Cryptozoology is the study of animals that aren’t recognized by science to exist. Unfortunately many misunderstand this and use the term to explain the study of magical/mystical creatures or monsters. That isn’t what cryptozoology looks for, yes some cryptozoologists do look for mythical creatures, like the unicorn and dragon, but the difference is that they don’t think the creatures are magical, they simply think they are unidentified animals. Cryptozoology does not include zombies, vampires, ghosts, extraterrestrials, the Rake, Slenderman, or fairies. I’ve seen people calling everything I just listed as a cryptid. (cryptids are any creature within cryptozoology).
I think the reason most people associate other things with cryptozoology is the simple fact that it is generally mocked and misrepresented as the zoology of frauds and cranks. This is unfortunate because almost every cryptozoologist have degrees in biology, zoology, and anthropology, often they have more degrees than just those as well. True cryptozoologists aren’t kooks who think the government is after them because they found “evidence” of something the government doesn’t like. True cryptozoologists are those who think there may be some mystery left in the world of zoology and strive to solve these mysteries. Yes, most of the better known cryptids seem to be sensationalized, and yes, often the media personifies these people as nutters, but nearly every person who has contributed to cryptozoology is completely qualified to do so.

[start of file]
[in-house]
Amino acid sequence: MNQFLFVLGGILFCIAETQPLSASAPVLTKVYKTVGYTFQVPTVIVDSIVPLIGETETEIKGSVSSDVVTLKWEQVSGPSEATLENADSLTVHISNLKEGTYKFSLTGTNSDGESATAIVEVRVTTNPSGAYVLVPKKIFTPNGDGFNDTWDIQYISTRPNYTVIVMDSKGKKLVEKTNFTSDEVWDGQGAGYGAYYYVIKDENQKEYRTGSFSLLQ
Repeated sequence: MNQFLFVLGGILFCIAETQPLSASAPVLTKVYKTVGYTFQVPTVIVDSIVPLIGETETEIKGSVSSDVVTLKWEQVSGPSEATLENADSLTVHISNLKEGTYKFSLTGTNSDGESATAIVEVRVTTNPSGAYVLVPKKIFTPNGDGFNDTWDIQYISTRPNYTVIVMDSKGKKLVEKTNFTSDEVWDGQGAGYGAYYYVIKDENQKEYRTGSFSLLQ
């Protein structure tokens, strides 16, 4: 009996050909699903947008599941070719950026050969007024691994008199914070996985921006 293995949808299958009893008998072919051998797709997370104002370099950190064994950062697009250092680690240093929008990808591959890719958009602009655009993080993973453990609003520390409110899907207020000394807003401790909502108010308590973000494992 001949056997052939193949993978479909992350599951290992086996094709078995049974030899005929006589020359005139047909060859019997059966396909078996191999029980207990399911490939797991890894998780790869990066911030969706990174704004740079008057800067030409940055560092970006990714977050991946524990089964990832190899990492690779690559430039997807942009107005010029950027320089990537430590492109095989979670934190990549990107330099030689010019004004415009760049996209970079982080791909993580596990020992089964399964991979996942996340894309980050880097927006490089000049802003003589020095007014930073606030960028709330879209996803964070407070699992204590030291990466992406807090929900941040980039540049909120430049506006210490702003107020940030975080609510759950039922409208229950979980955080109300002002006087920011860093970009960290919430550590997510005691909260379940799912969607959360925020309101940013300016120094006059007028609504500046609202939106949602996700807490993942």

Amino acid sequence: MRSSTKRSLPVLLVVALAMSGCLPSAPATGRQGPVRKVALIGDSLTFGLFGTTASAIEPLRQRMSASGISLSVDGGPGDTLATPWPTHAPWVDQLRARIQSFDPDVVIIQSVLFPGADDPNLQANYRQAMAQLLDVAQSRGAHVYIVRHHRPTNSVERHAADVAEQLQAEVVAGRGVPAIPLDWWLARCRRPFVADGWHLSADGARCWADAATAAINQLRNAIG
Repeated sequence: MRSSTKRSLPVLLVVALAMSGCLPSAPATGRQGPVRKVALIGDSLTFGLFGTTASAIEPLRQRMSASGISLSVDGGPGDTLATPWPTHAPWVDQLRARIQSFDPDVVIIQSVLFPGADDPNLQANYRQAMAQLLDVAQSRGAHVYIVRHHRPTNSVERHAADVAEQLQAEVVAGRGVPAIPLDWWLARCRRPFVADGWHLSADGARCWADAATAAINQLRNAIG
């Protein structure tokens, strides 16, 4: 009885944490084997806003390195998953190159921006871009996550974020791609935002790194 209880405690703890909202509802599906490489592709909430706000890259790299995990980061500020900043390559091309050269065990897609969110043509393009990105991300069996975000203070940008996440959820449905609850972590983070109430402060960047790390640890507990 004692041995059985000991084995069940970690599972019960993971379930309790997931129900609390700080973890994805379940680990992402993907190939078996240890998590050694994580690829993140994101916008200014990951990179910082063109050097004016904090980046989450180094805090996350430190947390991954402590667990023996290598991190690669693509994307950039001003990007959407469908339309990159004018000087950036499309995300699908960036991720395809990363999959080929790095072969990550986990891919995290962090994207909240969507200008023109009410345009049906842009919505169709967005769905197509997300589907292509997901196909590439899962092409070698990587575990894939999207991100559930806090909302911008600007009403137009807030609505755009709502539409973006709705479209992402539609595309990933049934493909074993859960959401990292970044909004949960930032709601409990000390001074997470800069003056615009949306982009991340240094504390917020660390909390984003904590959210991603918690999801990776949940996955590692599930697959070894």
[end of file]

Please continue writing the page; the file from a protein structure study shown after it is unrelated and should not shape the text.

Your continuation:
To further this point I will list some important cryptozoologists or those who have contributed to the field and what their job description would technically be:
- Loren Coleman, anthropologist and psychologist
- Bernard Heuvelmans, zoologist
- Ivan T. Sanderson, zoologist
- Jeff Meldrum, anthropologist and evolutionary biologist
- Grover S. Krantz, anthropologist
- Mark A. Hall, naturalist
- Karl P. N. Shuker, zoologist
- Jane Goodall, primatologist
Cryptozoology and those who work within the field is simply the science of hidden animals, anything considered a cryptid should be some kind of animal, no entities, no spirits, no mystical creatures outside the realms of science. There are other fields for those.
Cryptozoology A to Z by Loren Coleman and Jerome Clark
Encyclopedia of Cryptozoology by Michael Newton